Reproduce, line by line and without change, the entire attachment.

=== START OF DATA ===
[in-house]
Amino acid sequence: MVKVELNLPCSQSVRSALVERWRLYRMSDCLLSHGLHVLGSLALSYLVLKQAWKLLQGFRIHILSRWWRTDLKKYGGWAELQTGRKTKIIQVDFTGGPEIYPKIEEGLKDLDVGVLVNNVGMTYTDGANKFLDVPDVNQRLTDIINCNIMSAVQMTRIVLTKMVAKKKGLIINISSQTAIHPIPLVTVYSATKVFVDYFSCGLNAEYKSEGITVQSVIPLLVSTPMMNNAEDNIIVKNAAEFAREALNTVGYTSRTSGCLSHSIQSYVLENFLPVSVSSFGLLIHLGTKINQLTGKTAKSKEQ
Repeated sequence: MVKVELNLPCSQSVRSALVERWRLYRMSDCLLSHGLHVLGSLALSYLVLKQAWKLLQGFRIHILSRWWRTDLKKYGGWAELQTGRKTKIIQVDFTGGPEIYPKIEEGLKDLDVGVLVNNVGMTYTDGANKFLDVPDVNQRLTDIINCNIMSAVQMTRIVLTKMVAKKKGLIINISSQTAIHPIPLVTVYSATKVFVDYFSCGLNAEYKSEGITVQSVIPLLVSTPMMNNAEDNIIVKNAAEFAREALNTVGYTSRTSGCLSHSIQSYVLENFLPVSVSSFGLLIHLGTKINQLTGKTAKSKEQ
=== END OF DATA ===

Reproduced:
[in-house]
Amino acid sequence: MVKVELNLPCSQSVRSALVERWRLYRMSDCLLSHGLHVLGSLALSYLVLKQAWKLLQGFRIHILSRWWRTDLKKYGGWAELQTGRKTKIIQVDFTGGPEIYPKIEEGLKDLDVGVLVNNVGMTYTDGANKFLDVPDVNQRLTDIINCNIMSAVQMTRIVLTKMVAKKKGLIINISSQTAIHPIPLVTVYSATKVFVDYFSCGLNAEYKSEGITVQSVIPLLVSTPMMNNAEDNIIVKNAAEFAREALNTVGYTSRTSGCLSHSIQSYVLENFLPVSVSSFGLLIHLGTKINQLTGKTAKSKEQ
Repeated sequence: MVKVELNLPCSQSVRSALVERWRLYRMSDCLLSHGLHVLGSLALSYLVLKQAWKLLQGFRIHILSRWWRTDLKKYGGWAELQTGRKTKIIQVDFTGGPEIYPKIEEGLKDLDVGVLVNNVGMTYTDGANKFLDVPDVNQRLTDIINCNIMSAVQMTRIVLTKMVAKKKGLIINISSQTAIHPIPLVTVYSATKVFVDYFSCGLNAEYKSEGITVQSVIPLLVSTPMMNNAEDNIIVKNAAEFAREALNTVGYTSRTSGCLSHSIQSYVLENFLPVSVSSFGLLIHLGTKINQLTGKTAKSKEQ